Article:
Eyes on the Justice System

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Eyes on the Justice System

Mother fights parole for killer

[As Sacramento continues to release thousands of violent career criminals on to the streets of California, I was reminded of the stories I wrote chronicling the desperate fight of Coleen Davis to keep her son’s killer behind bars. This was first published on May 24, 1993, by Thomson Los Angeles Newsgroup—the suburban daily newspapers of the Pasadena Star-News, San Gabriel Valley Tribune and the Whittier Daily News—as convicted killer David Kuns came up for parole. Both Davis and Kuns credited my reporting with keeping him behind bars. It is presented as a single feature article here.] 

By Mark Cromer

It was a long drive for Coleen Davis to make alone.

Several hundred miles north on Interstate 5, out of the Los Angeles Basin, over the Grapevine and into the fertile farmland of Central California. It’s a tedious, lonely stretch of black highway that leads to the Deuel Vocational Institution.

Yet, if she had to, Davis would have walked the distance.

Behind the bars of the medium-security state prison is 31-year-old David Kuns, the Whittier man convicted of killing her teenage son 14 years ago.

After being locked up for more than a decade, Kuns became eligible for parole May 12.

Davis wanted to make sure he wasn’t released.

In an era when the victim’s rights movement is gaining momentum, state officials said it is still unusual for victims’ relatives to personally appear to argue against the release of a convict.

“We are seeing families more and more often than we used to,” said Parole Commissioner Ron Koenig. “(But) I would say it’s still rare. (Family members attend) perhaps 10 to 20 percent of the time. It’s important that they do come. It can have a tremendous impact,” he said.

Those representing convicts during the hearings have more conflicting feelings about families attending the proceedings.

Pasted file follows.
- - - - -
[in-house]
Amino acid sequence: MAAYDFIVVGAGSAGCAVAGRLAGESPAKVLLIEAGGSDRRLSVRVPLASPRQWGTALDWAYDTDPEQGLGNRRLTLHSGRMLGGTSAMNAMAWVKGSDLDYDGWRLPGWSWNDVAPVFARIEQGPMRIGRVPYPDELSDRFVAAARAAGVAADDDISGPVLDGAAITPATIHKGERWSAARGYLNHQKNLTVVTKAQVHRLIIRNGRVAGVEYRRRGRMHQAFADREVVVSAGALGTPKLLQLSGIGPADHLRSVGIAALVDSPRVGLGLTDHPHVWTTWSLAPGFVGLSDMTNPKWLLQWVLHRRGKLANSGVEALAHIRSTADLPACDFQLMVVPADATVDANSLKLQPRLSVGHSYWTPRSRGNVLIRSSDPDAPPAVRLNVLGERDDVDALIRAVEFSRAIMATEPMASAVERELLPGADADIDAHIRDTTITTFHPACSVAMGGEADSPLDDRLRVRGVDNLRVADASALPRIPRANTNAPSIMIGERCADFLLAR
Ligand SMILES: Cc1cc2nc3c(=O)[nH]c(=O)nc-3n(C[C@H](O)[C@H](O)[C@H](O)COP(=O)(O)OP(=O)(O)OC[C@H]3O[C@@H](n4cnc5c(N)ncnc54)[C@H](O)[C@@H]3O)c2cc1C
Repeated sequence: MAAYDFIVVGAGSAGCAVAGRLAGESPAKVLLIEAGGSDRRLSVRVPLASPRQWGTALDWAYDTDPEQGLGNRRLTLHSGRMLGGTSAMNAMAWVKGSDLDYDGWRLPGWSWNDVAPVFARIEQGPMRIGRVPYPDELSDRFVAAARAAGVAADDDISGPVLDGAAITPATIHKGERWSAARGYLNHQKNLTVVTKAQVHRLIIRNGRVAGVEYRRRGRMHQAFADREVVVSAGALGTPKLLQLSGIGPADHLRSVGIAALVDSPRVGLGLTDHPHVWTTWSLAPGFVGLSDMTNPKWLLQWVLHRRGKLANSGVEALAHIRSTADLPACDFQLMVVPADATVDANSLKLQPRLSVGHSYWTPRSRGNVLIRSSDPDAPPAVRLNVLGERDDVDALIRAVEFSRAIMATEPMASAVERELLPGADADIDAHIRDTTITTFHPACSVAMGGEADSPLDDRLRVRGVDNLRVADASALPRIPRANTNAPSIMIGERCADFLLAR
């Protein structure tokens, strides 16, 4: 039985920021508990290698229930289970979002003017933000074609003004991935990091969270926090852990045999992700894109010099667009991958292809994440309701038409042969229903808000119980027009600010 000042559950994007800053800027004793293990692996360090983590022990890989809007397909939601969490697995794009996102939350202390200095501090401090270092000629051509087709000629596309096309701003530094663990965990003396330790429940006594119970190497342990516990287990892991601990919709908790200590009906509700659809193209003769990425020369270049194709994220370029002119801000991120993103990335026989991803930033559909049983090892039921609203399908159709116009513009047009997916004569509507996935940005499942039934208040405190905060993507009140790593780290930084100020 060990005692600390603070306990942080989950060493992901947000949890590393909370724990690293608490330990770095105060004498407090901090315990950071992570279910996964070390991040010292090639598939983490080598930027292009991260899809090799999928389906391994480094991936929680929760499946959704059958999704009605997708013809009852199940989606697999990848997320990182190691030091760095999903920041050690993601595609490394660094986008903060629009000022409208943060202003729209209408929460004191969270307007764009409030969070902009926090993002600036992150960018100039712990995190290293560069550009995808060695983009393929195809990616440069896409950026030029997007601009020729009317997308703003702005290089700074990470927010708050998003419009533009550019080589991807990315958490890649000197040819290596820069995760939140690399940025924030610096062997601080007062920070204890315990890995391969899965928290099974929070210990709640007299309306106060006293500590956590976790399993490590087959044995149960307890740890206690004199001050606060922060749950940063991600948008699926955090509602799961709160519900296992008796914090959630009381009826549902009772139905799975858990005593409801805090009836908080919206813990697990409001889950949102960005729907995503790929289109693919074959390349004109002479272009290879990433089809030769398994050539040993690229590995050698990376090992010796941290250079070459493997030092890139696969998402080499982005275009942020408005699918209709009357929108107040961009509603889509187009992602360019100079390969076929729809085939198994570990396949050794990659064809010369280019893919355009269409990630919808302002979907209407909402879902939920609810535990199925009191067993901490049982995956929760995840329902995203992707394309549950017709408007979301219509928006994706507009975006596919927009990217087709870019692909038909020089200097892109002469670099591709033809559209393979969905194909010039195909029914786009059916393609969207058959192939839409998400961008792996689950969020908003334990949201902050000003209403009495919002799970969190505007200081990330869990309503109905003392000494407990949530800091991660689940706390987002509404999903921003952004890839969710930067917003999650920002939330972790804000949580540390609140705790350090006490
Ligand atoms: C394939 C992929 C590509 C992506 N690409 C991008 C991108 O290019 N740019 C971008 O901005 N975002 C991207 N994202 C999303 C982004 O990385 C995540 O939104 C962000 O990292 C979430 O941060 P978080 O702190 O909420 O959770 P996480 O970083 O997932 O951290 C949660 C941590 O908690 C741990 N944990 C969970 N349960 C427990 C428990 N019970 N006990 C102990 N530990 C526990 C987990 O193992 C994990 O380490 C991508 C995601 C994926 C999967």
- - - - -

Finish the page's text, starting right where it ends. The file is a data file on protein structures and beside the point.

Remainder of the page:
Lonely Crusade: Coleen Davis carried a torch to keep her son’s memory alive and his killer behind bars. Davis and convicted murderer David Kuns credited my reporting on the history of the killing and the parole hearing for Kuns with the parole board’s decision to send Kuns back to his cell.

“It can be extremely uncomfortable, and for that reason alone I prefer they not be present,” said attorney Marcia Hurst, who was appointed by the state to represent Kuns.

“On the other hand, I have (sometimes) been grateful they have been there,” she said. “There are times when I feel (convicts) needed to be confronted by family members.”

Hurst said that of the more than 400 parole hearings she has participated in during the past five years she has seen only about 10 families attend the proceedings.

“I don’t know how much more difficult it would be to grant a parole date with a family present, but I’m sure it’s very tough,” Hurst said.

In a brief but at times intense drama, Davis faced Kuns and his attorney, arguing passionately against parole for an inmate who by many standards has been a model prisoner.

Played out inside a small conference room within the prison, the proceeding was devoid of any of the judicial pomp that surrounds court trials. Three commissioners from the state’s Board of Prison Terms served as the parole board.

The middle-aged men, all appointed by California governors, wore business suits and sat behind a long table. At one end of the table was a deputy district attorney from Los Angeles County, at the other was Davis and two journalists.

With the morning sun still cresting over the prison, guards ushered Kuns into the room to greet his fate. Hurst sat next to him. A guard stood behind him.

A mother faces her son’s killer: Coleen Davis, left, stares at David Kuns during his parole hearing in 1993. In 1979, Kuns had ambushed 15-year-old Ben Davis as he walked home from a party, stabbing him more than 20 times before throwing him off a canyon road before making his way down the hillside to bash a still moaning Davis in his head with a rock.

The room fell quiet as Kuns took his seat. The commissioners avoided eye contact with him, instead browsing through the stacks of files in front of them.

Wearing neatly creased blue prison denims, Kuns bowed his head and folded his hands as Commissioner Cleo Brown told him his case would not be retried but details would be discussed. Brown said the board would have to deny him a parole date if they found he posed an unreasonable risk or danger to society.

He asked Kuns to recall the night of the murder, when Kuns, then 17, and a buddy abducted 15-year-old Denis Benjamin Davis as he walked home from a neighborhood party.

Davis was beaten, stabbed more than 20 times and thrown off a cliff in Turnbull Canyon. Sheriff’s homicide investigators determined Kuns attacked Davis because he thought he was carrying marijuana joints.

Kuns eventually pleaded guilty to second-degree murder. The accomplice, 19-year-old Fredrick Munoz, who drove the car the night of the murder, accepted a reduced charge in exchange for his testimony. “As soon as Munoz talked, Kuns wanted to play ‘let’s make a deal,’” Bodenstedt said. Munoz has been released; his whereabouts are unknown.